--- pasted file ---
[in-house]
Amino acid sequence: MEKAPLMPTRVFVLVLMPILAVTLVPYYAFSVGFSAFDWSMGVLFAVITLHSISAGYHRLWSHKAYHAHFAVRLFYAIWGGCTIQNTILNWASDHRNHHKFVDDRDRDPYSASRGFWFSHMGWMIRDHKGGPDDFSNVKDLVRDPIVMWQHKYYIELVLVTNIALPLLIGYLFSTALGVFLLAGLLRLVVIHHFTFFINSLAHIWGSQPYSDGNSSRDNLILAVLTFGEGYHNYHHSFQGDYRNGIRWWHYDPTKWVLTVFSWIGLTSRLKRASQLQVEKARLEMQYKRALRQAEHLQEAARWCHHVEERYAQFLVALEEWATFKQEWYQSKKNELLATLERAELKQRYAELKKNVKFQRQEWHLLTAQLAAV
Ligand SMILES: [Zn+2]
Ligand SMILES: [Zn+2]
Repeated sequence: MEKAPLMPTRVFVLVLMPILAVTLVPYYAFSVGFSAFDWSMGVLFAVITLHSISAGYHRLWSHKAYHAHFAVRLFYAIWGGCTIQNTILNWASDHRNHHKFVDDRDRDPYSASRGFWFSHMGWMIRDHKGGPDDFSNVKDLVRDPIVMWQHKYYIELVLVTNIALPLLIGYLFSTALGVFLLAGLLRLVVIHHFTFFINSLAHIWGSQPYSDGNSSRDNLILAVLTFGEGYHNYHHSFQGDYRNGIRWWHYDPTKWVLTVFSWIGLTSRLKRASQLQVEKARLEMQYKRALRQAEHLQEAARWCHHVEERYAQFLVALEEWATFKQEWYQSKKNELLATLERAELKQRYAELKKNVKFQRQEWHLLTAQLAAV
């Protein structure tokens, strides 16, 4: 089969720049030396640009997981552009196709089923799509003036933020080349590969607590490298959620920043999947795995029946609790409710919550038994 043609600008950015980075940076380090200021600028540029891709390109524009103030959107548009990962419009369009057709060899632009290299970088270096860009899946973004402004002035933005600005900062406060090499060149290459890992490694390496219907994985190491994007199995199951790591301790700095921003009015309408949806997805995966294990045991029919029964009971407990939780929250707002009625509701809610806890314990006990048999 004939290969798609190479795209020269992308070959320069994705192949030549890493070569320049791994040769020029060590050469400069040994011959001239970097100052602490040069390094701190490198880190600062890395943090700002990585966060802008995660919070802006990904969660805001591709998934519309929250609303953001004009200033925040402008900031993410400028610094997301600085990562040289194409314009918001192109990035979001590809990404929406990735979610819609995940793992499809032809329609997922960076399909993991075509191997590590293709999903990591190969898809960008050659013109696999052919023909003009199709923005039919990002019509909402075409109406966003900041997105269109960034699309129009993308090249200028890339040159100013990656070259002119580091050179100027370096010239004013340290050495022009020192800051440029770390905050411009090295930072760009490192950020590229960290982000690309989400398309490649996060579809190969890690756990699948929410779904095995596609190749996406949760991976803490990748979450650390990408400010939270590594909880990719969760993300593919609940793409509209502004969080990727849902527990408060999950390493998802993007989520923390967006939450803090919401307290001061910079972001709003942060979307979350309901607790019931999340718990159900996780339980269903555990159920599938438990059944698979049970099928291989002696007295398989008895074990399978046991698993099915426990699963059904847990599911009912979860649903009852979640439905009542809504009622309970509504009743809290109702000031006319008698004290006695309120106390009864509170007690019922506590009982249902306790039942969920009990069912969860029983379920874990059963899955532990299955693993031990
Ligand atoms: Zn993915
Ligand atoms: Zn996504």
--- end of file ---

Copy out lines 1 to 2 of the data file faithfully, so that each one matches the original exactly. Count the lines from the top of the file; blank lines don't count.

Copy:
[in-house]
Amino acid sequence: MEKAPLMPTRVFVLVLMPILAVTLVPYYAFSVGFSAFDWSMGVLFAVITLHSISAGYHRLWSHKAYHAHFAVRLFYAIWGGCTIQNTILNWASDHRNHHKFVDDRDRDPYSASRGFWFSHMGWMIRDHKGGPDDFSNVKDLVRDPIVMWQHKYYIELVLVTNIALPLLIGYLFSTALGVFLLAGLLRLVVIHHFTFFINSLAHIWGSQPYSDGNSSRDNLILAVLTFGEGYHNYHHSFQGDYRNGIRWWHYDPTKWVLTVFSWIGLTSRLKRASQLQVEKARLEMQYKRALRQAEHLQEAARWCHHVEERYAQFLVALEEWATFKQEWYQSKKNELLATLERAELKQRYAELKKNVKFQRQEWHLLTAQLAAV